After finally cresting, and heading off into the bush once again, down we headed. This was National Park, so no groomed singletrack in here - just old ruts that have become a defacto trail of some loose description. If you were going to do yourself an injury - either to your person or your steed - this would be it. Luckily I avoided both, and got stuck in trying to gain some lost time from the climb. I knew in the back of my head 'The Sledgehammer' was coming up - no idea what it was, but it sounded baaaad.
And it was, but certainly not what it was built up to be. By that point I had pushed up so many hills, one more was not going to make a difference, especially if it meant a predominantly downhill run to the bottom. Scarp down my last gel of the day and go for it!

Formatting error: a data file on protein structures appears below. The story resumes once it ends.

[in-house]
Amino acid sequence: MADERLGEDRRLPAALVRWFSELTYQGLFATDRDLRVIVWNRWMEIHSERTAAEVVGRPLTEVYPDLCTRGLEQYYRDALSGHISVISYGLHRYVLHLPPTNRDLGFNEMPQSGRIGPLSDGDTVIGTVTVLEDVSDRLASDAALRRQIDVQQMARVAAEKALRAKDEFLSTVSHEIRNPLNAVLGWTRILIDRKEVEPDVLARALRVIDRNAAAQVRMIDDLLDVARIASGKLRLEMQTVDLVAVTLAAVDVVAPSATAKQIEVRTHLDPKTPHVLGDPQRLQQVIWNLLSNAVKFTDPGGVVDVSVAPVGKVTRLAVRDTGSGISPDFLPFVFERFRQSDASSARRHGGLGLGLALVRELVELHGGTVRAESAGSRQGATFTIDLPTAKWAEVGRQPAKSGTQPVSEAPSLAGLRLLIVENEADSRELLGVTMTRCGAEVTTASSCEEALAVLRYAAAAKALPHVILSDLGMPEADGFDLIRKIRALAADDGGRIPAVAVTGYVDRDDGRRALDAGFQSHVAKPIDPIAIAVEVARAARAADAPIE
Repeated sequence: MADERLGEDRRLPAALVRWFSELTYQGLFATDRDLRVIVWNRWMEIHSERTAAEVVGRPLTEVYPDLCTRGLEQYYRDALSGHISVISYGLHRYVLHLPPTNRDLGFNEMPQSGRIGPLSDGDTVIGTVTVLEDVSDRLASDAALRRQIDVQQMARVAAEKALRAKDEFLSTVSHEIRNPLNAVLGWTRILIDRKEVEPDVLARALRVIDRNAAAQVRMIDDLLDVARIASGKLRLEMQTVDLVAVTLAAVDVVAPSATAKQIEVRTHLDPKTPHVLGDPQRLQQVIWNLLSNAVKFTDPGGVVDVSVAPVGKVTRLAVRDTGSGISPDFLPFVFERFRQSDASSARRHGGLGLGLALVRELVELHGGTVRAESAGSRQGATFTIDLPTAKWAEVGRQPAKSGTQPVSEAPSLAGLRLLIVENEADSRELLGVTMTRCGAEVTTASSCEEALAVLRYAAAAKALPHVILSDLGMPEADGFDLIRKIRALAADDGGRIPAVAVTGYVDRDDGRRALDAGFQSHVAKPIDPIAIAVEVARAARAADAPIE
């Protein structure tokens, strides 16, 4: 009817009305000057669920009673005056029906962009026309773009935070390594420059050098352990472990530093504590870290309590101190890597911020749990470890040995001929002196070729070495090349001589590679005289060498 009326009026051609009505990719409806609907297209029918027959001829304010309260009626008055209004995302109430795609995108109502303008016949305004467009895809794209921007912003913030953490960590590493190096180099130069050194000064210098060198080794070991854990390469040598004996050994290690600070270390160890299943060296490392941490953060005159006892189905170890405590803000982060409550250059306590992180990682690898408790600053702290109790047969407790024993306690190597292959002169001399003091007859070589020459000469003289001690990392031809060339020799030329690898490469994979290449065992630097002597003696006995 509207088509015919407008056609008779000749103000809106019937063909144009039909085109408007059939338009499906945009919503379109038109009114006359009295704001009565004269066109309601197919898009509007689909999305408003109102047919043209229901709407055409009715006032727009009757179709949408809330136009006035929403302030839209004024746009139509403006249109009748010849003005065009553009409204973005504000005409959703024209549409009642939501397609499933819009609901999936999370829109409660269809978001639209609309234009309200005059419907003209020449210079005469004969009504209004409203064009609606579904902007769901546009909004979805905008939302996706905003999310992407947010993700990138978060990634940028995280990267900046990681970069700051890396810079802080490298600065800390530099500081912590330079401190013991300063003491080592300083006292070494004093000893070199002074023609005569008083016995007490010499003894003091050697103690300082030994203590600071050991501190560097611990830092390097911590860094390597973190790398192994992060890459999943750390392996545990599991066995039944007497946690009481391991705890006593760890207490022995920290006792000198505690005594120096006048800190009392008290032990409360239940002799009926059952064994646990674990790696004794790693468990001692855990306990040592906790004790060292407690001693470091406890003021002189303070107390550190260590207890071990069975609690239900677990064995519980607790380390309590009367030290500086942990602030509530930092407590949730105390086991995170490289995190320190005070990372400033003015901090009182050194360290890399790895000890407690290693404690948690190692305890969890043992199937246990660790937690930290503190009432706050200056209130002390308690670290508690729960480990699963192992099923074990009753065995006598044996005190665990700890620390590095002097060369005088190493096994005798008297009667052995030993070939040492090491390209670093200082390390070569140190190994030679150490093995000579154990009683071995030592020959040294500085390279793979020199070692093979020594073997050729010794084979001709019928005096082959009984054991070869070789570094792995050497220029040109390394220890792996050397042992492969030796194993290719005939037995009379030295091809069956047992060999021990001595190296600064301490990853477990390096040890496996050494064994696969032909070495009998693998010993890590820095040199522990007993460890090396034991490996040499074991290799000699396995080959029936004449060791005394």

So, so close to home, I could almost taste the beer and sausage that I was about to eat. With a nice (or nasty, whichever way you look at it) run of boggy, sandy, uphill singletrack before the bitumen run home, the expletives that had been rattling around in my head for the day started to get verbalised at an alarming rate and volume. Why, why must you do these things to yourself, I asked?
But this was a minor hump in the road to completion. Singletrack cleared, it was time to hunker down and finish off.
Job done. And boy, didn't the beer taste good that afternoon!
Key stats for the ride were:
Av Speed: 11 km/h
Energy used: 8329 kCal (nearly 35000 kJ)